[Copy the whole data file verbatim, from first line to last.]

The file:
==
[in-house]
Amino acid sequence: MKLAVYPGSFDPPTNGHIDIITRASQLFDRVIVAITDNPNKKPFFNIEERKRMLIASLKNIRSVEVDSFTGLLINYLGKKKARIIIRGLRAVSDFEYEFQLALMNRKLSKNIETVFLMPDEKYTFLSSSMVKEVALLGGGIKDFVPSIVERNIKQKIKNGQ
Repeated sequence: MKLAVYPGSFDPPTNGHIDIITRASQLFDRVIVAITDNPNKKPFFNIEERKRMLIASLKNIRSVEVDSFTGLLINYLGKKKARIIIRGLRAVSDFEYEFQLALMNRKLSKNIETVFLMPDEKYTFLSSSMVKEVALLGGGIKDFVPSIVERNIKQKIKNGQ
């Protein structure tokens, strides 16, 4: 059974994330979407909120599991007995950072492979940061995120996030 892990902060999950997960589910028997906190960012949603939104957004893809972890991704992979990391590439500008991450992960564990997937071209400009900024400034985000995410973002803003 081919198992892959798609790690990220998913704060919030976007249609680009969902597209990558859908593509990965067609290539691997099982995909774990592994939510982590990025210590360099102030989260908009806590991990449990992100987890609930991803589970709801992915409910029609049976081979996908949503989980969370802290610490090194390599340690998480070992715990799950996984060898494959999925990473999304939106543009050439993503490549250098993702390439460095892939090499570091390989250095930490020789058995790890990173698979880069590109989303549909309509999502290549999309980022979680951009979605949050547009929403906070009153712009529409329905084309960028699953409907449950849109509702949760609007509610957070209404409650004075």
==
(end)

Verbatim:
[in-house]
Amino acid sequence: MKLAVYPGSFDPPTNGHIDIITRASQLFDRVIVAITDNPNKKPFFNIEERKRMLIASLKNIRSVEVDSFTGLLINYLGKKKARIIIRGLRAVSDFEYEFQLALMNRKLSKNIETVFLMPDEKYTFLSSSMVKEVALLGGGIKDFVPSIVERNIKQKIKNGQ
Repeated sequence: MKLAVYPGSFDPPTNGHIDIITRASQLFDRVIVAITDNPNKKPFFNIEERKRMLIASLKNIRSVEVDSFTGLLINYLGKKKARIIIRGLRAVSDFEYEFQLALMNRKLSKNIETVFLMPDEKYTFLSSSMVKEVALLGGGIKDFVPSIVERNIKQKIKNGQ
């Protein structure tokens, strides 16, 4: 059974994330979407909120599991007995950072492979940061995120996030 892990902060999950997960589910028997906190960012949603939104957004893809972890991704992979990391590439500008991450992960564990997937071209400009900024400034985000995410973002803003 081919198992892959798609790690990220998913704060919030976007249609680009969902597209990558859908593509990965067609290539691997099982995909774990592994939510982590990025210590360099102030989260908009806590991990449990992100987890609930991803589970709801992915409910029609049976081979996908949503989980969370802290610490090194390599340690998480070992715990799950996984060898494959999925990473999304939106543009050439993503490549250098993702390439460095892939090499570091390989250095930490020789058995790890990173698979880069590109989303549909309509999502290549999309980022979680951009979605949050547009929403906070009153712009529409329905084309960028699953409907449950849109509702949760609007509610957070209404409650004075």